Improving Fisheries Conservation and Management in the Eastern Gulf of Mexico
Results from five years of investment in fisheries monitoring and technology
The Deepwater Horizon oil spill resulted in an unprecedented injury to fishes in the Gulf of Mexico. It is estimated that trillions of larval fishes died from exposure to oil and dispersants, resulting in a significant loss to the ecosystem. In 2013, as part of the settlement to resolve certain criminal charges against BP and Transocean, $2.54 billion was directed to be paid to the National Fish and Wildlife Foundation (NFWF) to conduct or fund projects that remedy harm or reduce the risk of future harm to Gulf Coast natural resources injured by the spill. NFWF subsequently established the Gulf Environmental Benefit Fund (GEBF) to identify, fund and administer these projects. Several Gulf Coast states were particularly interested in utilizing the GEBF to restore fishes impacted by the spill.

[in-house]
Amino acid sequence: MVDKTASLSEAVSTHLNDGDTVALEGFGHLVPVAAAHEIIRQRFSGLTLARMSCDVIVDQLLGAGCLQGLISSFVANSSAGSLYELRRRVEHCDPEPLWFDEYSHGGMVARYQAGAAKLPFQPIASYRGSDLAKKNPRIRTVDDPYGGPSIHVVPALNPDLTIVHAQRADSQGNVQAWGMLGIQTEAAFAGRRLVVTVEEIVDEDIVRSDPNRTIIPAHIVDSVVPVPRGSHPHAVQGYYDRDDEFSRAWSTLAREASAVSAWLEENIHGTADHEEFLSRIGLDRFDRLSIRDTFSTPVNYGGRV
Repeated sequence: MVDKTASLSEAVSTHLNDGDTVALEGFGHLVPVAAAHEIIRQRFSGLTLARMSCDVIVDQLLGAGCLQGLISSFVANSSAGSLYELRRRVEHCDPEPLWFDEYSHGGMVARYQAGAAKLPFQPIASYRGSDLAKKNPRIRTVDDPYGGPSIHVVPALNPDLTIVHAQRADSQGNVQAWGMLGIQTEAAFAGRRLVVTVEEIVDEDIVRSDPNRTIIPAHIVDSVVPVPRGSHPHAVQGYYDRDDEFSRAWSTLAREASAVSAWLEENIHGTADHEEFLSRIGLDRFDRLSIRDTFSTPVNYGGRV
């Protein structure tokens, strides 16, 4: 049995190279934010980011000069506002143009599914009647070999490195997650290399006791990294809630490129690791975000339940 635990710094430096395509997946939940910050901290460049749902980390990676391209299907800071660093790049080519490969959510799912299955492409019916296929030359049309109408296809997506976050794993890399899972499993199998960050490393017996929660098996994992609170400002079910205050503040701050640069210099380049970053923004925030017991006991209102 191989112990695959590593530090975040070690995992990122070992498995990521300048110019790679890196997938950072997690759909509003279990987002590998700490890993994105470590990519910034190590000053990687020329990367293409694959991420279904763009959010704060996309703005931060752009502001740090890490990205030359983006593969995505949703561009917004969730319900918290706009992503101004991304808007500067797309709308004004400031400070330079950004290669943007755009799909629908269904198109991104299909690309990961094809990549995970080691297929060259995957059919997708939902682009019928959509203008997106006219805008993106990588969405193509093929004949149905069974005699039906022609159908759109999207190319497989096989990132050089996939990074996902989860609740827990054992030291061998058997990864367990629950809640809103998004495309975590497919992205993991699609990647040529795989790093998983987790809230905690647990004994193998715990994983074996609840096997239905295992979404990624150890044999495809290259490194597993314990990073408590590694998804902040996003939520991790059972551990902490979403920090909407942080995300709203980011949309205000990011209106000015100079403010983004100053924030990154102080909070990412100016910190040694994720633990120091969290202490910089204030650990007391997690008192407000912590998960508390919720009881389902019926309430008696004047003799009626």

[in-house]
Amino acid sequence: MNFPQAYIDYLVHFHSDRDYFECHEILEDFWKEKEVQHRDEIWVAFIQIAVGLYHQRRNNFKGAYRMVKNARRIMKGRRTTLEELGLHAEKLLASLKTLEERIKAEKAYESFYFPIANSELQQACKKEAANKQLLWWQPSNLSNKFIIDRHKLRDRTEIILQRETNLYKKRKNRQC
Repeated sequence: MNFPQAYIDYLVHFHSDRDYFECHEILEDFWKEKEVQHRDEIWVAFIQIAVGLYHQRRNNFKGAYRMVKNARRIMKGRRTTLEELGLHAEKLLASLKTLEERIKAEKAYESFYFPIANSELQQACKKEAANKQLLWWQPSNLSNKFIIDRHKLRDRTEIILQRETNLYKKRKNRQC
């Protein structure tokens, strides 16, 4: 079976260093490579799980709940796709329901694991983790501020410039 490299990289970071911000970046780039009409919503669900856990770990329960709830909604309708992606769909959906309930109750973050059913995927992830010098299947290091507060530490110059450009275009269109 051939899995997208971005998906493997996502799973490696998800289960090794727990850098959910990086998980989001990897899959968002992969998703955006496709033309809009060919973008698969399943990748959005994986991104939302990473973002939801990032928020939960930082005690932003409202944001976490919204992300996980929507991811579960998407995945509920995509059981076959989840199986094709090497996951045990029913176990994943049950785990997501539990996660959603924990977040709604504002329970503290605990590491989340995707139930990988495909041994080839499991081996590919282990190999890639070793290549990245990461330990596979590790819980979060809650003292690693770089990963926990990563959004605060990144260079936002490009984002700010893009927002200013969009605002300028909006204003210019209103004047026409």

Starting in 2013, the GEBF provided a total of $45.5 million to the states of Florida, Alabama and Mississippi to enhance fishery independent and dependent monitoring, and improve management decisions that are expected to restore fishes. As these projects neared completion, NFWF and representatives from Florida, Alabama and Mississippi reviewed project results, discussed successes and explored opportunities to maintain and support these efforts into the future. In December of 2019, NFWF and representatives from the three states convened a workshop to review project outcomes and discuss next steps with managers and fisheries scientists from NOAA, the states of Louisiana and Texas, and the Gulf States Marine Fisheries Commission. This report captures the findings and recommendations of that workshop.